Another pop medium whose influence is felt is manga. The shot compositions feel like the director used the 2019-2020 manga adaptation of the novel by Tenamachi Saho as a storyboard. This is a good thing: The manga and anime aesthetic has a purity of form, a cleanliness and order that the Modernist painters would’ve envied. Here, this is complemented by the sheer joy of the fully saturated color in cinematographer Terukoku Asaka’s images. I haven’t seen colors so vivid since the recovered footage in Shirkers (2018).

The color serves another problem-solving purpose. An enduring question of literary cinema is how to depict the inherently interior (and therefore, to others, boring) activity of writing. For this, fantastical montages don’t count, though the film gives us one anyway. One solution is to use color to symbolize creative inspiration, and the scene that does this feels magical, even if it is a bit over the top.

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Photo Credit: CatchPlay

The other solution the film gives us takes a bit more explaining. Traditionally, writing was an actual physical labor. You’ll know this if you’ve ever had to handwrite exam essays. A film could therefore show the writer hard at work as a metonymy for the writing itself. There’s necessarily a gradual transition time between this act of writing and when the writer reads what was set down. It’s writing divorced into two separate acts — physical labor, and then contemplative review.

Digital technology helps Our Story solve this problem. When Chitani types out the story with Koruyugi looking over his shoulder, the physical labor is reduced to simply hitting some keys (and, to be nitpicky for a second, far fewer keys than would actually be necessary in real life). Writing can then be presented mostly as reading back the nigh instantaneous manifestations of one’s ideas. They read while they write, and so the novel literally comes together as they look on. Their reaction is immediately caught on camera.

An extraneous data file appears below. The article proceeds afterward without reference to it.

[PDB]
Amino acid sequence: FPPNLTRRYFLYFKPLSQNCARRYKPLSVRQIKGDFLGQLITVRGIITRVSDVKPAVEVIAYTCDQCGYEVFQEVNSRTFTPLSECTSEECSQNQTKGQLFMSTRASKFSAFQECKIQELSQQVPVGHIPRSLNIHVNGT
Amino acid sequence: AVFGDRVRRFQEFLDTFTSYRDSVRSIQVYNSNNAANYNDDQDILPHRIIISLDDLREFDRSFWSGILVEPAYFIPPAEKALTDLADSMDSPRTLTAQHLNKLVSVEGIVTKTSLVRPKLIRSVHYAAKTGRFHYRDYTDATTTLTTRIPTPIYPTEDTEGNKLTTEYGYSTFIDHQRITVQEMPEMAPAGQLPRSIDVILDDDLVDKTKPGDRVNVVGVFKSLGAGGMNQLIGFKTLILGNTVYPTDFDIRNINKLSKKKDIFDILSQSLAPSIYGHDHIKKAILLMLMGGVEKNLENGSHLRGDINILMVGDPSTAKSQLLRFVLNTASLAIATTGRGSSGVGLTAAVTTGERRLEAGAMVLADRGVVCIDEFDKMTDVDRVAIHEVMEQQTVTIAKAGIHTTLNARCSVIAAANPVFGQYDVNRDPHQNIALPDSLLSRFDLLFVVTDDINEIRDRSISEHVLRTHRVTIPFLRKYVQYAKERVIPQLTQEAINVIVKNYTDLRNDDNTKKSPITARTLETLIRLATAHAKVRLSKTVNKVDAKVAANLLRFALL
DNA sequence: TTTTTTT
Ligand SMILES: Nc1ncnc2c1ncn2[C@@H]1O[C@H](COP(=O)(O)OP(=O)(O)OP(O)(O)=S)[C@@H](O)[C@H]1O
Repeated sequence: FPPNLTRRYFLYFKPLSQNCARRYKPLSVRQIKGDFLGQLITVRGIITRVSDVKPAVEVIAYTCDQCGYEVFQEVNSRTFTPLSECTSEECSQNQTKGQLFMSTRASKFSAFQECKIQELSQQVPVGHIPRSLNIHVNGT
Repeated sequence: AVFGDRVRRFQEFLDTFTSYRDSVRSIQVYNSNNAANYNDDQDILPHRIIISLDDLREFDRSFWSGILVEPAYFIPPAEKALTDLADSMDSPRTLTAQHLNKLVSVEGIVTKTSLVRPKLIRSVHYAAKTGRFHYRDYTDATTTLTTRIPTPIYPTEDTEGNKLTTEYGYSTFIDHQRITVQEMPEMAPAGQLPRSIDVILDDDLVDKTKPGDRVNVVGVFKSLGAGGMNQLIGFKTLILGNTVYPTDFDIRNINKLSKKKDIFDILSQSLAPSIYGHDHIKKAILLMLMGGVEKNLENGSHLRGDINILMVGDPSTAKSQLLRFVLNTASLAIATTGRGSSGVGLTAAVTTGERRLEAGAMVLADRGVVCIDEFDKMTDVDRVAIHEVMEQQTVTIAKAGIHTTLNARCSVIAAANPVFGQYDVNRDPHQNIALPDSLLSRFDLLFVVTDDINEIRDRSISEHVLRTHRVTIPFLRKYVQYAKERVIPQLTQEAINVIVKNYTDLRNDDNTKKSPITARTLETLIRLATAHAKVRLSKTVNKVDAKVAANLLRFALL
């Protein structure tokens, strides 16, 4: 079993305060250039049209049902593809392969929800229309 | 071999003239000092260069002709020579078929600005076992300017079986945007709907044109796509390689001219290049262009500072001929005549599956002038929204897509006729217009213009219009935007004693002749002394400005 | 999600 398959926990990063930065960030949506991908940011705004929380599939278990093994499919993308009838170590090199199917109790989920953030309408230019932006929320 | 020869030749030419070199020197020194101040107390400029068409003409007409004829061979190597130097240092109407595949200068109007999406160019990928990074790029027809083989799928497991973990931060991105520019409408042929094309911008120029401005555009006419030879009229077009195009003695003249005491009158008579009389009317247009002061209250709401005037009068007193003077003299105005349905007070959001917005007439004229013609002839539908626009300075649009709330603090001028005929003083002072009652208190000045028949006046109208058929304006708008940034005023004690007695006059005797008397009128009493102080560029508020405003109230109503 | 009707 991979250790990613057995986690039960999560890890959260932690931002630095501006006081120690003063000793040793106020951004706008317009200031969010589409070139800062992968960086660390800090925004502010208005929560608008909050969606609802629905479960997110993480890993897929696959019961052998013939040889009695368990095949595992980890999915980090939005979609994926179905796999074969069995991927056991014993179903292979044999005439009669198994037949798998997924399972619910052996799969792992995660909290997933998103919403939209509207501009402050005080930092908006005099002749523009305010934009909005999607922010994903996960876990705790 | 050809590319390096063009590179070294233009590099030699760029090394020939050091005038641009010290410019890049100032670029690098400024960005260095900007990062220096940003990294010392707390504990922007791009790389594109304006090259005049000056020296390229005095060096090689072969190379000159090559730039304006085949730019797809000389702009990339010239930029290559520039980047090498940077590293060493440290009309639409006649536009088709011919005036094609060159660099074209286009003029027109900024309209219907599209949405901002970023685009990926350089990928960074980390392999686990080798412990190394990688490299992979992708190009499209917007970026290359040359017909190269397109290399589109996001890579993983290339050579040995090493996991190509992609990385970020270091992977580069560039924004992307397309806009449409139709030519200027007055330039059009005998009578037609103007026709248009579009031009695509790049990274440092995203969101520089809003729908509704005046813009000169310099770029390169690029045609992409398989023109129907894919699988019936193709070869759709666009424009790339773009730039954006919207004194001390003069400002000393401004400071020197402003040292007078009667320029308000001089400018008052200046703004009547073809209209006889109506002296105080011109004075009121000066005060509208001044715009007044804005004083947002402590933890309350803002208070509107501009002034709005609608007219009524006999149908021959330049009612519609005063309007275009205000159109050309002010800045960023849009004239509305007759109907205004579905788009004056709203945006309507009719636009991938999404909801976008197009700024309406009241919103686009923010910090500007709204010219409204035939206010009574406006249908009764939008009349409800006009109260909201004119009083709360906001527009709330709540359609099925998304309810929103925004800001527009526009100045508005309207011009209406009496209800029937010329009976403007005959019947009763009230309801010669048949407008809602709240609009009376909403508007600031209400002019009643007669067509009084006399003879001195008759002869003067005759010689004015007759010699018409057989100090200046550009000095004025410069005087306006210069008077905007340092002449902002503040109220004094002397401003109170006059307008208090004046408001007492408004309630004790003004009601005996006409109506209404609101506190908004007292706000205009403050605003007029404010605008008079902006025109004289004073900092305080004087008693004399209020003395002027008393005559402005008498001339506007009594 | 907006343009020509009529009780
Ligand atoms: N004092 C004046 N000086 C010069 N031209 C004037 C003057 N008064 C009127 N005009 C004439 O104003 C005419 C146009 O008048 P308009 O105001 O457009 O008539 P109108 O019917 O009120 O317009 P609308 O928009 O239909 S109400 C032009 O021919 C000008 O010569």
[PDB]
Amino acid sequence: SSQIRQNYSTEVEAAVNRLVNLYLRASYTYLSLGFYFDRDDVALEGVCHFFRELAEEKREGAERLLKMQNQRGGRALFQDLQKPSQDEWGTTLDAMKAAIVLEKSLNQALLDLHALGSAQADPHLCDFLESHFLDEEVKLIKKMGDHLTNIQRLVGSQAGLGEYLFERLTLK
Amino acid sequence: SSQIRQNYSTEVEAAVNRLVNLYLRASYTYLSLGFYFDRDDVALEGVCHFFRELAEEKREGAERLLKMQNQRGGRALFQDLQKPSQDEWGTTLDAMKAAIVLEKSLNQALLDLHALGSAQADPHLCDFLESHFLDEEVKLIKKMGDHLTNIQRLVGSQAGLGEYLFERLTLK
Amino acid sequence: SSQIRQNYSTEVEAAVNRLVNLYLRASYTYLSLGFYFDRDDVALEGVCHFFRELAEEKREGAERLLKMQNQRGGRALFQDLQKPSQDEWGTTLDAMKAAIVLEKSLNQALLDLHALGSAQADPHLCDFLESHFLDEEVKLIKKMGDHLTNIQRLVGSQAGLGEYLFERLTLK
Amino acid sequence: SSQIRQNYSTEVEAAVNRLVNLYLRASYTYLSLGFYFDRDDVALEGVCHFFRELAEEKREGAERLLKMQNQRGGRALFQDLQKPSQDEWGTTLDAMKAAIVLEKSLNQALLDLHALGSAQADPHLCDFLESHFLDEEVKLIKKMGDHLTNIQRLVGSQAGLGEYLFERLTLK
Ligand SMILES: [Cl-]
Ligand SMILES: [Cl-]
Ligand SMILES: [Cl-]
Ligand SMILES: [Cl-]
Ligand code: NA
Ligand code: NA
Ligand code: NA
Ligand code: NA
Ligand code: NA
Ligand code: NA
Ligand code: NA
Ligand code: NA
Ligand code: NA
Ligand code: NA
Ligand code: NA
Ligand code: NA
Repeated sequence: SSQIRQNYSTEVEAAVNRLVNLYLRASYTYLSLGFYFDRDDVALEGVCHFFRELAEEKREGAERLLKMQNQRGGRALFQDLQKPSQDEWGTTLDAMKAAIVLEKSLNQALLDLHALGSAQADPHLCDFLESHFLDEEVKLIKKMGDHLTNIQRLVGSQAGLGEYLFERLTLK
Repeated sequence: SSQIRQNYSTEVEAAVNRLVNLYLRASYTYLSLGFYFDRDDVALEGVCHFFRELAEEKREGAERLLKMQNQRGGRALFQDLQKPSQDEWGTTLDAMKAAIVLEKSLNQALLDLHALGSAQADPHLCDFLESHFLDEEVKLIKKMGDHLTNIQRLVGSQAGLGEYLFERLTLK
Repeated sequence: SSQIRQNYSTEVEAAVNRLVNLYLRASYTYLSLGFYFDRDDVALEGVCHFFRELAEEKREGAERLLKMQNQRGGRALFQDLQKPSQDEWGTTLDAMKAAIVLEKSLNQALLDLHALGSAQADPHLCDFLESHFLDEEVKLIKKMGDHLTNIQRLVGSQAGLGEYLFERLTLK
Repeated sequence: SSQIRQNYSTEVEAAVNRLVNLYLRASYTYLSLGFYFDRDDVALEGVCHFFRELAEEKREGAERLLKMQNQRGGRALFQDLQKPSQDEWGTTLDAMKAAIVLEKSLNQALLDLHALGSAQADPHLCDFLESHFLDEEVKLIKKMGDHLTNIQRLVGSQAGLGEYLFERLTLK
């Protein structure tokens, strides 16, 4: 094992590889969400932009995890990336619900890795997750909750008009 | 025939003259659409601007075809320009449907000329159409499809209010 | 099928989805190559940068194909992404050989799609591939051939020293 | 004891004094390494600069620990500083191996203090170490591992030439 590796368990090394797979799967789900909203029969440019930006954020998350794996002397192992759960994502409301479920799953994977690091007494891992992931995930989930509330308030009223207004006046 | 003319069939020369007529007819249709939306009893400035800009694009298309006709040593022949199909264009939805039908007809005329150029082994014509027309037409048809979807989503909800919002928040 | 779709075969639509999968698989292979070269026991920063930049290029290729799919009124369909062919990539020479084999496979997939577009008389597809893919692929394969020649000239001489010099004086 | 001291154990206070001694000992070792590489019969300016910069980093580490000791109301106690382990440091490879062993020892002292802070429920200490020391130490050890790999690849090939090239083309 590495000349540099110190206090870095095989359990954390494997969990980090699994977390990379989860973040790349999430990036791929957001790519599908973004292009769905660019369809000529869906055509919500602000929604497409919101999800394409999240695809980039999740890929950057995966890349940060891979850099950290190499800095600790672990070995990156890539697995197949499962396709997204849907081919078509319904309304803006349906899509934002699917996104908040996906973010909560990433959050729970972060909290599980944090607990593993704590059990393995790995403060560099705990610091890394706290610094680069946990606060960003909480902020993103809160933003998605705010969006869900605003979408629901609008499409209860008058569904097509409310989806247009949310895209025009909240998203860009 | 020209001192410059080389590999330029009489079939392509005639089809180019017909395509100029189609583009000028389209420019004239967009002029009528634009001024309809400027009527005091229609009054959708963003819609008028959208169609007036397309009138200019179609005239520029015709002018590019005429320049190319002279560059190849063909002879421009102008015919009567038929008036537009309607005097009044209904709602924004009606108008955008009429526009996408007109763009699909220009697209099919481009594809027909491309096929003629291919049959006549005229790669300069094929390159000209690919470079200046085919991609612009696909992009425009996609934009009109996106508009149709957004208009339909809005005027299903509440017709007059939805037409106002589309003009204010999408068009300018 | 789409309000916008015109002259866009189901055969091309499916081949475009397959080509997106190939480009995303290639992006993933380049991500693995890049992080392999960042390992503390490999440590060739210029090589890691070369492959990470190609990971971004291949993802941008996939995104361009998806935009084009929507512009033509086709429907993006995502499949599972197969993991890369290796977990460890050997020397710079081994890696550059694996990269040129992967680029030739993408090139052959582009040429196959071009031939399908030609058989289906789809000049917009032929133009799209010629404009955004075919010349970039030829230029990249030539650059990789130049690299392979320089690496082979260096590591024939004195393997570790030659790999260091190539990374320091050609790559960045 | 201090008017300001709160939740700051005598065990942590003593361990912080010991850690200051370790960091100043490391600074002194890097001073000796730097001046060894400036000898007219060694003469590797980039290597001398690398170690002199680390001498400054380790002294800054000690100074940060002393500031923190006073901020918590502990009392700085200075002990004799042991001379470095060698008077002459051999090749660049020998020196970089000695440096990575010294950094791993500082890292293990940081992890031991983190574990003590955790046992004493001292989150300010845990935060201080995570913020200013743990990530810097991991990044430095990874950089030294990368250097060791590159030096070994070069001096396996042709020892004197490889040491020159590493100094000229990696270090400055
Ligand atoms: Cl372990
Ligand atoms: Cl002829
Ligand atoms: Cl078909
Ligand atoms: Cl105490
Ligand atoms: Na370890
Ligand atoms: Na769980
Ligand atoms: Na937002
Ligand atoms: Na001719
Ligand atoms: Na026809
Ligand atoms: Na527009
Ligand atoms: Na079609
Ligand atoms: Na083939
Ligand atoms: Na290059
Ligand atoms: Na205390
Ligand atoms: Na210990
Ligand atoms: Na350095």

All of this — the mediocre story, the essential soundtrack, the manga aesthetic, the vibrant colors, and the cinematic presentation of writing — creates a paradox. Our Story is a film defending the power of literature that only works because of elements drawn from other media. Does this mean that literature today is dead? Far from it. What it does mean is that we should remain open to the possibility that literature, while still literature, evolves along with the rest of the media ecosystem.

Cinema, which I’d argue is a type of literature, evolves as well. Film has always been an accumulative medium, a time capsule of media history. Our Story does a wonderful job of resolving the entailing paradoxes.

READ NEXT: Chloé Zhao’s ‘Nomadland’: An Oscar-Deserving Ode To the American West

Editor: Nicholas Haggerty (@thenewslensintl)